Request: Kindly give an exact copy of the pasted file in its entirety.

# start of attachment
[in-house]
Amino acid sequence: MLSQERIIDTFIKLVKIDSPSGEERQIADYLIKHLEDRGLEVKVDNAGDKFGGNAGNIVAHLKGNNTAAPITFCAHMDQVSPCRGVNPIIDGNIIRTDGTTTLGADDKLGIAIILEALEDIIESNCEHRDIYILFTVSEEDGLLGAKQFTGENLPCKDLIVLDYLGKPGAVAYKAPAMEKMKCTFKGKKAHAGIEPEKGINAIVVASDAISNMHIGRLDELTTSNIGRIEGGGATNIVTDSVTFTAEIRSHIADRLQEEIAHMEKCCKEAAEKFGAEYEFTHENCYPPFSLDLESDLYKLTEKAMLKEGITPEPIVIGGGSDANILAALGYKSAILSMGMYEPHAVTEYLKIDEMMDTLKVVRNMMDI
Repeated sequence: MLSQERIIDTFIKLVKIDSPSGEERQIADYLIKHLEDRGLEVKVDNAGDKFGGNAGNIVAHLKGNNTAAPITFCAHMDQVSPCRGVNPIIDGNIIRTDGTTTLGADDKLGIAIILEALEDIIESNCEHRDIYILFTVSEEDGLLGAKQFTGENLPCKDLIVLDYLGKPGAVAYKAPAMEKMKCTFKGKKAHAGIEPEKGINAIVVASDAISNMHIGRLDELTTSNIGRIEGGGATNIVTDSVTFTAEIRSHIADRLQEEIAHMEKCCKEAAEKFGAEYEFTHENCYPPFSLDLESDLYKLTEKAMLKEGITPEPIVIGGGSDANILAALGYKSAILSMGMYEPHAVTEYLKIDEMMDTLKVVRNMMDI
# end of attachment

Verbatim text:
[in-house]
Amino acid sequence: MLSQERIIDTFIKLVKIDSPSGEERQIADYLIKHLEDRGLEVKVDNAGDKFGGNAGNIVAHLKGNNTAAPITFCAHMDQVSPCRGVNPIIDGNIIRTDGTTTLGADDKLGIAIILEALEDIIESNCEHRDIYILFTVSEEDGLLGAKQFTGENLPCKDLIVLDYLGKPGAVAYKAPAMEKMKCTFKGKKAHAGIEPEKGINAIVVASDAISNMHIGRLDELTTSNIGRIEGGGATNIVTDSVTFTAEIRSHIADRLQEEIAHMEKCCKEAAEKFGAEYEFTHENCYPPFSLDLESDLYKLTEKAMLKEGITPEPIVIGGGSDANILAALGYKSAILSMGMYEPHAVTEYLKIDEMMDTLKVVRNMMDI
Repeated sequence: MLSQERIIDTFIKLVKIDSPSGEERQIADYLIKHLEDRGLEVKVDNAGDKFGGNAGNIVAHLKGNNTAAPITFCAHMDQVSPCRGVNPIIDGNIIRTDGTTTLGADDKLGIAIILEALEDIIESNCEHRDIYILFTVSEEDGLLGAKQFTGENLPCKDLIVLDYLGKPGAVAYKAPAMEKMKCTFKGKKAHAGIEPEKGINAIVVASDAISNMHIGRLDELTTSNIGRIEGGGATNIVTDSVTFTAEIRSHIADRLQEEIAHMEKCCKEAAEKFGAEYEFTHENCYPPFSLDLESDLYKLTEKAMLKEGITPEPIVIGGGSDANILAALGYKSAILSMGMYEPHAVTEYLKIDEMMDTLKVVRNMMDI